I haven’t been fascinated by a celebrity in so long. There’s Britney Spears of course, always my girl, but this kind of panging curiosity feels like I’m 11 again, cradling the radio to my heart, tuning into the B96 “Nine Most Wanted” at 9(pm), waiting for Backstreet Boys’ “As Long as You Love Me” to come on. There was Nick Carter — a big love, though I didn’t even know what I wanted to do with big loves at the time — and then things really took off with Leo, followed by Josh Hartnett. There was almost an anguish to the feeling, a deep sigh for all of them (and also a cut-up collage poster of Josh Hartnett I made that kind of looked like a ransom note). Unfortunately, out of my many too-distant loves in this life, I’ve got the lowest probability of hooking up with Marlon Brando, all things considered.

People need things to lead somewhere, Brando said, otherwise you’re just sitting on a pile of candy. So I’m thinking about who’s got the goods: Trump on his throne. People with disposable income who donate to solve problems instead of some institutionalized system that takes care of people in the first place. My own nonsensical privilege and the ability to watch Marlon Brando movies on my reclining couch, with the rent freshly paid, while people struggle for air on ventilators that can’t be supplied to the poor parts of town. It seems that for so much of human history, the world has offered piles of candy to some and dirt for others and if I knew why I’d be the genius among us. 

So what can you do? I mentally call out what I’m grateful for once more, and try to think of new ways to help — volunteer, get my building to write notes to healthcare workers, call my congresspeople, brainstorm with friends — and hug my boyfriend, and pet my itchy pimply dog, and cook a meal with no eggplant, and Google “james dean marlon brando hookup” again.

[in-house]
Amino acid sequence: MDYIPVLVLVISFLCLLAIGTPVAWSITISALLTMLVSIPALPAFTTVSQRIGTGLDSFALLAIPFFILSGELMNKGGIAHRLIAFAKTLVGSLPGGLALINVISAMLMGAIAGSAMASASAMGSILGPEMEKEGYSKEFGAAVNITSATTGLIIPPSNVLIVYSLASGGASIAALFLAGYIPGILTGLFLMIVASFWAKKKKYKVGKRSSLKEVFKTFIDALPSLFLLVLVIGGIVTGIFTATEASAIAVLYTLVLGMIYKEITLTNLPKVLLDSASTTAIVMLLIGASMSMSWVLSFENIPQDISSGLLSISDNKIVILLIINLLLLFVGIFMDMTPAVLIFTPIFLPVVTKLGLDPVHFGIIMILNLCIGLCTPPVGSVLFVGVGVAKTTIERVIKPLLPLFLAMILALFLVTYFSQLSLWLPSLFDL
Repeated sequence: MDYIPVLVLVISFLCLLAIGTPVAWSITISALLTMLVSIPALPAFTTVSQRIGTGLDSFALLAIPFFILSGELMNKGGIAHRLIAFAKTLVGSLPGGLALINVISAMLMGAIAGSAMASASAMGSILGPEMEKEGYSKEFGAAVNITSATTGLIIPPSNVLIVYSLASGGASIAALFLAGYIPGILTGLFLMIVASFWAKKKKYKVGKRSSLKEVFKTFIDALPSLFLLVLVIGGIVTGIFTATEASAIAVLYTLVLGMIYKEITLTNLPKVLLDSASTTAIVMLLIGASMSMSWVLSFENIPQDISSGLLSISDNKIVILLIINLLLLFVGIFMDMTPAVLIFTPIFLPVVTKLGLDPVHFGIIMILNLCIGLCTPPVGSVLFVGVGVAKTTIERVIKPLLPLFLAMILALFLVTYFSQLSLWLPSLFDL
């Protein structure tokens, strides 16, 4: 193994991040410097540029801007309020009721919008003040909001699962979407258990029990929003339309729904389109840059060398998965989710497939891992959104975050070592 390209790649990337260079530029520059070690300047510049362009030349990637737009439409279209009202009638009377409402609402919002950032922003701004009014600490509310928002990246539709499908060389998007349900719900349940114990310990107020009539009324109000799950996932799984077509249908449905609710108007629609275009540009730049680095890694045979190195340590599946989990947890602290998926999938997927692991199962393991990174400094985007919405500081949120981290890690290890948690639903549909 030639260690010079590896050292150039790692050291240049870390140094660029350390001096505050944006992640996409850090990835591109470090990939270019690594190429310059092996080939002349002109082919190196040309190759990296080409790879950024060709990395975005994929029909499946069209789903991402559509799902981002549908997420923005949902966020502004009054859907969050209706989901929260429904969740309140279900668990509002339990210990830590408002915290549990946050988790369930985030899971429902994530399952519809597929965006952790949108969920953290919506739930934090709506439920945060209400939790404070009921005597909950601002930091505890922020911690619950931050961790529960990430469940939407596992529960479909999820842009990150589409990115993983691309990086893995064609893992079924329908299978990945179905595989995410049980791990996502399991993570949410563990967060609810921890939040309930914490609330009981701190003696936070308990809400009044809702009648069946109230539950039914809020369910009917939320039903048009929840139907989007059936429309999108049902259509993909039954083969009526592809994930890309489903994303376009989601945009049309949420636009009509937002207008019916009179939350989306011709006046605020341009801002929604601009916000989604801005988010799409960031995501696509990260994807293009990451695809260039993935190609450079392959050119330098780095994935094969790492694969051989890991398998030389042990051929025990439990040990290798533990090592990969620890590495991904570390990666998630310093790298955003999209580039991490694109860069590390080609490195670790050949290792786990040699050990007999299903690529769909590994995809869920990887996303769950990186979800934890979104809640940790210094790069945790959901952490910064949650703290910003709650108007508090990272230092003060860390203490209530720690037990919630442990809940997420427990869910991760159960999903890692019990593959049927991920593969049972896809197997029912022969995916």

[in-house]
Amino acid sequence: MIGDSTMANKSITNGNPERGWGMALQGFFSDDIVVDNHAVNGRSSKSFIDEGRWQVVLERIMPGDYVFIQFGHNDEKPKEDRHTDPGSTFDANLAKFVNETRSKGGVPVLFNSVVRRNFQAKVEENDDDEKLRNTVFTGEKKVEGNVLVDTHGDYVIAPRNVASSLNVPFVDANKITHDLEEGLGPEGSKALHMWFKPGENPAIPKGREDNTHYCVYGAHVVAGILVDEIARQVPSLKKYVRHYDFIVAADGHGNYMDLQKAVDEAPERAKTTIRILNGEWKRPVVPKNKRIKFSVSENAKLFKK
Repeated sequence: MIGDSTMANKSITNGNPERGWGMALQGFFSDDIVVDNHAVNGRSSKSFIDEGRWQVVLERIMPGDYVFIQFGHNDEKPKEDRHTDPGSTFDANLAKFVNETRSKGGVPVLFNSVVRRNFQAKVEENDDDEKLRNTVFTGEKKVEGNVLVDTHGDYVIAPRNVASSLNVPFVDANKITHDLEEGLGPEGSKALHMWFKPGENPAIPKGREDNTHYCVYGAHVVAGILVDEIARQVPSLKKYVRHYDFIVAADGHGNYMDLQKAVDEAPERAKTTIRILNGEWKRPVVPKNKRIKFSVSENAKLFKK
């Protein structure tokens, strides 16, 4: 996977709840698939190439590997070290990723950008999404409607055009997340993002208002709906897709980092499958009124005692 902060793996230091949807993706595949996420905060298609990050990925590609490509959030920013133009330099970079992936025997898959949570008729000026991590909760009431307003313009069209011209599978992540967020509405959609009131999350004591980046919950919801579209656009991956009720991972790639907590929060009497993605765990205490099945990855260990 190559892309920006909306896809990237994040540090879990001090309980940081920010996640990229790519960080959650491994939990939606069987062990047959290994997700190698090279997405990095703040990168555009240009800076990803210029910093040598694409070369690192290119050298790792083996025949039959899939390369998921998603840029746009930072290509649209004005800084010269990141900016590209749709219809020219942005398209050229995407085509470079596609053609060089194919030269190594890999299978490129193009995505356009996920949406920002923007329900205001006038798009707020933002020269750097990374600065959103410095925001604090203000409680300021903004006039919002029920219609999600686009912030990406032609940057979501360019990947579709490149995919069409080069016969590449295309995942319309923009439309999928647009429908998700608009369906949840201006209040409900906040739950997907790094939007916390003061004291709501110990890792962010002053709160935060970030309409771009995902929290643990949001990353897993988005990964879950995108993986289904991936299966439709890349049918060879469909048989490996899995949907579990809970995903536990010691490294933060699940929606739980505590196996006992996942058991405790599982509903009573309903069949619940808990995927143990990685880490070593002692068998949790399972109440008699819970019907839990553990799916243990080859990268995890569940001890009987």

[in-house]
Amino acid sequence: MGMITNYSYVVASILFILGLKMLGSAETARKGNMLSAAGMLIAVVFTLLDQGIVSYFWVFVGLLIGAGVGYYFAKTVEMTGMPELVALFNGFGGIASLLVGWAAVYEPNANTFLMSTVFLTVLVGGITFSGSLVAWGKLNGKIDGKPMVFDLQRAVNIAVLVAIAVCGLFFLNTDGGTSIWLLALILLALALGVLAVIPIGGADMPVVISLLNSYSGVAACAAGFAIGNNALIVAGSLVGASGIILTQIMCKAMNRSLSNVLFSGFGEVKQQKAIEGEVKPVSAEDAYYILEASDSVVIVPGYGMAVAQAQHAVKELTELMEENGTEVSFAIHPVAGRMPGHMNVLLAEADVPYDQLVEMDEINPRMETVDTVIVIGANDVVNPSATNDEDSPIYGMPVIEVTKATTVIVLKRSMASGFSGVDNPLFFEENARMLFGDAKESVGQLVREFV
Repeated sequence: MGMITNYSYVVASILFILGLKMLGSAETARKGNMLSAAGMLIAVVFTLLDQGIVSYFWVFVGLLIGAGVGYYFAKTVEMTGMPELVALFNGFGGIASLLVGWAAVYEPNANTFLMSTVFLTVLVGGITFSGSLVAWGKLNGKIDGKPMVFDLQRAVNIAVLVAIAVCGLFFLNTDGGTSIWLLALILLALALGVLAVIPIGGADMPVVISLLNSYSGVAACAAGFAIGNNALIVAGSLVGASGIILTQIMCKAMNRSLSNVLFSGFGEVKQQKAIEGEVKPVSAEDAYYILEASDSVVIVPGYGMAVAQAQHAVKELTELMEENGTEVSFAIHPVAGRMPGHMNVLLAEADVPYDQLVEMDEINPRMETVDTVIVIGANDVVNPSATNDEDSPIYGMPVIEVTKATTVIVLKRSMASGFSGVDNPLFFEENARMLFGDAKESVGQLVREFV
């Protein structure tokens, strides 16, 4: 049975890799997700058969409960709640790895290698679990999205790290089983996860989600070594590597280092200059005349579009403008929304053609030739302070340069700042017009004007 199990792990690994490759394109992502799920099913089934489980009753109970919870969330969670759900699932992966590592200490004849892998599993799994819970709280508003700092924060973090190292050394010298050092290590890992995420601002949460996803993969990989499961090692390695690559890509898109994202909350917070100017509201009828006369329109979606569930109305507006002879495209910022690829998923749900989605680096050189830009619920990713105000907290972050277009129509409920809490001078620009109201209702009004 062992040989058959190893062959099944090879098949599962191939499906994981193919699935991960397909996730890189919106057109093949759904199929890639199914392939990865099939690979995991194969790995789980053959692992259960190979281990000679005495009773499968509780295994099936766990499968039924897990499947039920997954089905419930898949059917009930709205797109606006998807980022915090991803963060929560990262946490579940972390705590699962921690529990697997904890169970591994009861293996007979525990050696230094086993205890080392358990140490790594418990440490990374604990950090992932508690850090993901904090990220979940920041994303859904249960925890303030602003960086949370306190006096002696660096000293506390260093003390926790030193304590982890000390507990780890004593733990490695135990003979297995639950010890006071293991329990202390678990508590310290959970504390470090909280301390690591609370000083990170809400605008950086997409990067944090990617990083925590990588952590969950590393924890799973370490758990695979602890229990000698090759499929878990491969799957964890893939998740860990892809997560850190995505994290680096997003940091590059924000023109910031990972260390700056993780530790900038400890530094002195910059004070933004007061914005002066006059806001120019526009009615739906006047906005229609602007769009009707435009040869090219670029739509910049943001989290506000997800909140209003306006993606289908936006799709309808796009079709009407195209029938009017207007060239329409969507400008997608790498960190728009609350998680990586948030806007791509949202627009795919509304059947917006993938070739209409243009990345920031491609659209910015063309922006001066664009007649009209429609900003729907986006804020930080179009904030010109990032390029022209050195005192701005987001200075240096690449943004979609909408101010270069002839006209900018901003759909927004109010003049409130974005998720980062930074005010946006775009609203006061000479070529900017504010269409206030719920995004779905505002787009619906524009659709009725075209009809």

In some ways I’m relishing in my escapist fantasy right now. I’m finally watching all these classic movies, the kind that embarrass you when you have to publicly admit you’ve never seen them. I’m learning the ecosystem of Old Hollywood, seeing extras become stars and connecting the dots of the B-list names that pop up time and again. Who knows why humans need storytelling so much, and why we sometimes find ourselves consumed by an actor or band or movie or book or video game, moved at that particular moment in our lives by the world that these things have created or exposed to us? I don’t know why it strikes when it does. And in the face of a global pandemic, one thing you’ve gotta comfortable with is I don’t knows. 

Alas. So here’s a scene. You heat up some tea, and discover some ex-love who treated you bad publishing beautiful vignettes in impressive places, and try to salvage your dying snake plant of all things (they’re supposed to be nearly death-proof), and read the news again, and watch your boyfriend put a mask on before walking the dog and think, Who could have imagined this scenario?

Well, if I may, it’s at this point that you may want to think of what Marlon would say, with that beautiful intensity in his eyes and that nearly trademark-able smirk on his face: “Life is a mystery, and it’s an unsolvable one. And you just simply live it through. And as you draw your last breath, you say… ‘What was that all about?'” You may want to let out a real, deep laugh afterward, because you do know something. You feel in your guts something like hope, and remember that whatever amount of candy ya got or don’t got, it’s not ordained by heaven.